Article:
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United States Department of Agriculture

Agricultural Research Service

Research Project: PHYSIOLOGICAL APPROACHES TO INCREASE THE EFFICIENCY OF PORK PRODUCTION THROUGH IMPROVED NUTRITIONAL AND REPRODUCTIVE COMPETENCE

Location: Reproduction Research

Title: Conceptus development during blastocyst elongation in lines of pigs selected for increased uterine capacity or ovulation rate

Authors
item Miles, Jeremy
item Freking, Bradley
item Blomberg, Le Ann
item Vallet, Jeffrey
item Zuelke, Kurt

Submitted to: Journal of Animal Science
Publication Type: Peer Reviewed Journal
Publication Acceptance Date: May 5, 2008
Publication Date: September 1, 2008
Citation: Miles, J.R., Freking, B.A., Blomberg, L., Vallet, J.L., Zuelke, K.A. 2008. Conceptus development during blastocyst elongation in lines of pigs selected for increased uterine capacity or ovulation rate. Journal of Animal Science. 86(9):2126-2134.

Interpretive Summary: Litter size is a key component to sow productivity, which has a significant economic impact for the swine industry. The two primary factors that have been shown to limit litter size include ovulation rate and uterine capacity. Selection lines for these component traits of litter size have been developed at the US Meat Animal Research Center. An analysis of prenatal survival rates in these lines has demonstrated that pigs selected for increased uterine capacity have improved prenatal survival while pigs selected for increased ovulation rate have decreased prenatal survival. During early pregnancy in the pig, the shape of the embryo changes from a sphere to a thin filament that is essential for proper establishment of pregnancy. Therefore, it is possible that deviations in embryo development during this change may be the cause of differences in prenatal survival rates in these lines. The objective of the present study was to evaluate embryo development during early pregnancy as a potential contributing factor to differences in prenatal survival rates observed between these selection-line pigs. For evaluation of embryo development, this study compared embryo mortality, shape, and diversity, as well as various other biochemical indicators of embryo health and development in these lines. There were no significant differences detected for any of the variables compared between the selection lines. Taken together, these results demonstrate limited deviations in embryo development during early gestation in these selection lines and suggest that the mechanisms involved in generating line differences in prenatal survival rates likely take place during later pregnancy.

Technical Abstract: Lines of pigs selected for increased uterine capacity (UC) have improved conceptus survival while pigs selected for increased ovulation rate (OR) have decreased conceptus survival relative to an unselected control (CO) line. The objective of this study was to evaluate conceptus development during embryo elongation as a potential contributing factor to differences in conceptus survival rate among these pig lines. Conceptuses were recovered from pregnant CO, UC, and OR line gilts at Day 10 and 12 of gestation. At Day 10 of gestation, conceptus morphologic diversity was assessed by comparing within-litter average conceptus diameter and the standard deviation of conceptus diameters. At Day 12 of gestation, conceptus morphologic diversity was assessed by comparing embryo populations obtained from individual gilts. Real-time PCR analyses for transcripts involved in steroidogenesis, cellular differentiation, and immune responsiveness were performed on spherical, ovoid, and filamentous conceptuses recovered from these selection lines. Uterine flushings were also assayed for total protein and estradiol-17ß levels at Day 10 and 12 of gestation. Morphological data were analyzed using ANOVA with the fixed effects of line, season, and their interaction. Conceptus mortality, uterine flushing, and real-time PCR data were analyzed using ANOVA with the fixed effects of line, day or embryo morphology, season, and their interactions. Conceptus mortality, measured as the ratio of conceptus recovery to ovulation rate, was not different between the lines on Day 10 and 12 of gestation. There were no significant line effects for conceptus morphologic diversity at Day 10 and 12 of gestation. Expression of transcripts associated with steroidogenesis (STAR, CYP11A1, and CYP19A1), cellular differentiation (KRT18 and VIM), and immune responsiveness (IL1B) in spherical, ovoid, and filamentous conceptuses were not different between the lines. Furthermore, total protein and estradiol-17ß levels in uterine flushings at Day 10 and 12 of gestation were not different between the selection lines. These findings indicate limited, if any, deviations between these lines of pigs in conceptus development during embryo elongation and suggest that mechanisms involved in generating line differences in survival rate likely are manifested later in gestation.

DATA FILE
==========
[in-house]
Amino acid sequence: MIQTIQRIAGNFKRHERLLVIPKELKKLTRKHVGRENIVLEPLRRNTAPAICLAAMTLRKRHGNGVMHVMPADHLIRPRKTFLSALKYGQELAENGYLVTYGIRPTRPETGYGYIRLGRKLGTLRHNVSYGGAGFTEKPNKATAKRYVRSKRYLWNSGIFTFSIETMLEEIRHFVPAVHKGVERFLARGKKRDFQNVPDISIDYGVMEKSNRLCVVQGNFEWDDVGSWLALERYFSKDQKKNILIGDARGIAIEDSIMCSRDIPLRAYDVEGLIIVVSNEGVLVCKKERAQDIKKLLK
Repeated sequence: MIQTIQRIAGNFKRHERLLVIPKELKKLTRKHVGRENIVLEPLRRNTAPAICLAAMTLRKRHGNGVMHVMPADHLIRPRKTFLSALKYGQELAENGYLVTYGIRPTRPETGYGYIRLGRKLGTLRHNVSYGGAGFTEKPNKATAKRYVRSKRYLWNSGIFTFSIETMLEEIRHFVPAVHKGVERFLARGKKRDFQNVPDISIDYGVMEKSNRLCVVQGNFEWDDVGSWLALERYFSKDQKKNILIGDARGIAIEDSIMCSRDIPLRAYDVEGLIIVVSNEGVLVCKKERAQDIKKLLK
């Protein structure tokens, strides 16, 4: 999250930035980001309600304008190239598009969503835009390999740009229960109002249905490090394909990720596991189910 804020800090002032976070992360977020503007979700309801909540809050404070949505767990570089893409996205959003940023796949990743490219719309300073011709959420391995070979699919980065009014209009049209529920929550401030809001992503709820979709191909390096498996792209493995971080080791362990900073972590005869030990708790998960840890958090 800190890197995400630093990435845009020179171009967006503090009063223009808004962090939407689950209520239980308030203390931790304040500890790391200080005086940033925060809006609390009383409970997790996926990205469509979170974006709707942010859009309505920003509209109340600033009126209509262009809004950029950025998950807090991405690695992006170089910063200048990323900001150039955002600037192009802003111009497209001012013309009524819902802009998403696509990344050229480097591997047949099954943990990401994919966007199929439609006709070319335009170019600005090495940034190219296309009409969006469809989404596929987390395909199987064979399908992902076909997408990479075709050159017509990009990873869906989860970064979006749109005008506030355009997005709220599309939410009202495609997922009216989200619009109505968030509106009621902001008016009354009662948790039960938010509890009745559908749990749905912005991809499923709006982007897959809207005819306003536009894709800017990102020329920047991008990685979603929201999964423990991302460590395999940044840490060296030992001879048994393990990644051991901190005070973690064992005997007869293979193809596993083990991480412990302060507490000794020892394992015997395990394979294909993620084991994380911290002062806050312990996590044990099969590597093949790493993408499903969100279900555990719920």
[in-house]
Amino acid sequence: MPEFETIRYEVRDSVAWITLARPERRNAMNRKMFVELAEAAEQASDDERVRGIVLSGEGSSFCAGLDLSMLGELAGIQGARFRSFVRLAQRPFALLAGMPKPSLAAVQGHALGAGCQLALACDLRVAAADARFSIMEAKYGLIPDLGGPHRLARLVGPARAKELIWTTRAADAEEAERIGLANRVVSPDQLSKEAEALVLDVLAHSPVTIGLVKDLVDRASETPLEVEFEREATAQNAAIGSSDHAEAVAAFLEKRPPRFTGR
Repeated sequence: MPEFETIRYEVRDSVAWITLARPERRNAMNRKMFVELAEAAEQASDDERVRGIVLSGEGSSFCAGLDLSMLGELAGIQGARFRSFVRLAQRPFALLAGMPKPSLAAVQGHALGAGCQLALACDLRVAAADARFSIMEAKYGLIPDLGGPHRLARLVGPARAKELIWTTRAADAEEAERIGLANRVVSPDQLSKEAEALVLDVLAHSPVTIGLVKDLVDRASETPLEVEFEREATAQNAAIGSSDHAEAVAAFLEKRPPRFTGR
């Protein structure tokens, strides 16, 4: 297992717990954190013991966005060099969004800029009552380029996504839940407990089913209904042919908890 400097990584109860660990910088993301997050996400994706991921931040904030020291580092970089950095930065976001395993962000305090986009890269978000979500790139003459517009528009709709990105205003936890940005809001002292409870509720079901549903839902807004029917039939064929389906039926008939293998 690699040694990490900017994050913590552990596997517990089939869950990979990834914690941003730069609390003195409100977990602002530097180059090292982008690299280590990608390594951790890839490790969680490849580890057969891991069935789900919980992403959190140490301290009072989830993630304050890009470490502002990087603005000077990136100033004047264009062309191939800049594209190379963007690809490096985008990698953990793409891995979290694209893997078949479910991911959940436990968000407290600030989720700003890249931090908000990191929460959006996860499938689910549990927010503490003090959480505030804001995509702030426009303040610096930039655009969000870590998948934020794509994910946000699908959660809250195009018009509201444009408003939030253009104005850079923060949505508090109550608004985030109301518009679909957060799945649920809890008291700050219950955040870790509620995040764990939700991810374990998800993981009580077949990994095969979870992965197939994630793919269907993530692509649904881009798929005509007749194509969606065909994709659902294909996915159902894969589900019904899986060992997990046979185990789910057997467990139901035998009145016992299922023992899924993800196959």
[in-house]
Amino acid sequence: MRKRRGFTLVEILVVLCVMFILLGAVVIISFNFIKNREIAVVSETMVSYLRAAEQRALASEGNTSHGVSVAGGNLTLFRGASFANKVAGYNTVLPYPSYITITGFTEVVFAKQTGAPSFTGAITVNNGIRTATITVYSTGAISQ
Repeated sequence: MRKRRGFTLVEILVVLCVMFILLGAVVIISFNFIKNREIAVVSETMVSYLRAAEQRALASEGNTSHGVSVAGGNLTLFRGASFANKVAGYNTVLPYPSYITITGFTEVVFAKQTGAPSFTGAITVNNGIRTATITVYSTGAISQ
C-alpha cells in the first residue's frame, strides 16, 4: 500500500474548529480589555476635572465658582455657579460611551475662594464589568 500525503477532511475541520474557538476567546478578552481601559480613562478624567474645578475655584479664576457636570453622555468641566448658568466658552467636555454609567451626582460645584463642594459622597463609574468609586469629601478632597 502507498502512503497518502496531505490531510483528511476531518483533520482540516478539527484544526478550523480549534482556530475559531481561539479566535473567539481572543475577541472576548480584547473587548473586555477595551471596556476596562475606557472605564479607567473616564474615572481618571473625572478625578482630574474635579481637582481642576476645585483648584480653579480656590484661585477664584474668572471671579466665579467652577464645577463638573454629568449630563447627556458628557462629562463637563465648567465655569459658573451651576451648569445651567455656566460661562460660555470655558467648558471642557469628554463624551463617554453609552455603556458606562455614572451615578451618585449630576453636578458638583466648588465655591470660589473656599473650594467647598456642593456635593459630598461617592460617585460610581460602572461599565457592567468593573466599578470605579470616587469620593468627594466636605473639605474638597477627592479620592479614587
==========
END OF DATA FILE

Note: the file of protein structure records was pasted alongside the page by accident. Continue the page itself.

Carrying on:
Last Modified: 9/21/2014
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